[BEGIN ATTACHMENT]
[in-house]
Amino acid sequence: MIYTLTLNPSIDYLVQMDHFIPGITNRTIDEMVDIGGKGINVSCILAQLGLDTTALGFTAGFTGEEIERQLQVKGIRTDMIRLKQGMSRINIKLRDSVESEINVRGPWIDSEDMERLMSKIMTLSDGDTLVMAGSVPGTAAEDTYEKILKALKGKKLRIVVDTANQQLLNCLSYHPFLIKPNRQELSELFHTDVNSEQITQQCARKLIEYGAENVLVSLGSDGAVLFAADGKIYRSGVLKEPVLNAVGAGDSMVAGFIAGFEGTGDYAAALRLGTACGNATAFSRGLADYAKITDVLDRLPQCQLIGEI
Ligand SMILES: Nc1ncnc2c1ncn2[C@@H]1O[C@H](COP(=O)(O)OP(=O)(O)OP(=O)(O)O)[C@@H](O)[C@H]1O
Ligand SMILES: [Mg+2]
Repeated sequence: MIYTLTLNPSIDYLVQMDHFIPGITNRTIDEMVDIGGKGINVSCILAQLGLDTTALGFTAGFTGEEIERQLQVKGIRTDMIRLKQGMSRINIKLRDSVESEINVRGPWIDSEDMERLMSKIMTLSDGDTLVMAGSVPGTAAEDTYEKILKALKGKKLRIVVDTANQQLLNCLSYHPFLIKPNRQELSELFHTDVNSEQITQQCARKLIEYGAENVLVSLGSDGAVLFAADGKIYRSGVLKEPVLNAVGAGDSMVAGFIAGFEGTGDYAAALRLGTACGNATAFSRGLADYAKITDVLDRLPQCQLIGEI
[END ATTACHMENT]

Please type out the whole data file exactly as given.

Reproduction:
[in-house]
Amino acid sequence: MIYTLTLNPSIDYLVQMDHFIPGITNRTIDEMVDIGGKGINVSCILAQLGLDTTALGFTAGFTGEEIERQLQVKGIRTDMIRLKQGMSRINIKLRDSVESEINVRGPWIDSEDMERLMSKIMTLSDGDTLVMAGSVPGTAAEDTYEKILKALKGKKLRIVVDTANQQLLNCLSYHPFLIKPNRQELSELFHTDVNSEQITQQCARKLIEYGAENVLVSLGSDGAVLFAADGKIYRSGVLKEPVLNAVGAGDSMVAGFIAGFEGTGDYAAALRLGTACGNATAFSRGLADYAKITDVLDRLPQCQLIGEI
Ligand SMILES: Nc1ncnc2c1ncn2[C@@H]1O[C@H](COP(=O)(O)OP(=O)(O)OP(=O)(O)O)[C@@H](O)[C@H]1O
Ligand SMILES: [Mg+2]
Repeated sequence: MIYTLTLNPSIDYLVQMDHFIPGITNRTIDEMVDIGGKGINVSCILAQLGLDTTALGFTAGFTGEEIERQLQVKGIRTDMIRLKQGMSRINIKLRDSVESEINVRGPWIDSEDMERLMSKIMTLSDGDTLVMAGSVPGTAAEDTYEKILKALKGKKLRIVVDTANQQLLNCLSYHPFLIKPNRQELSELFHTDVNSEQITQQCARKLIEYGAENVLVSLGSDGAVLFAADGKIYRSGVLKEPVLNAVGAGDSMVAGFIAGFEGTGDYAAALRLGTACGNATAFSRGLADYAKITDVLDRLPQCQLIGEI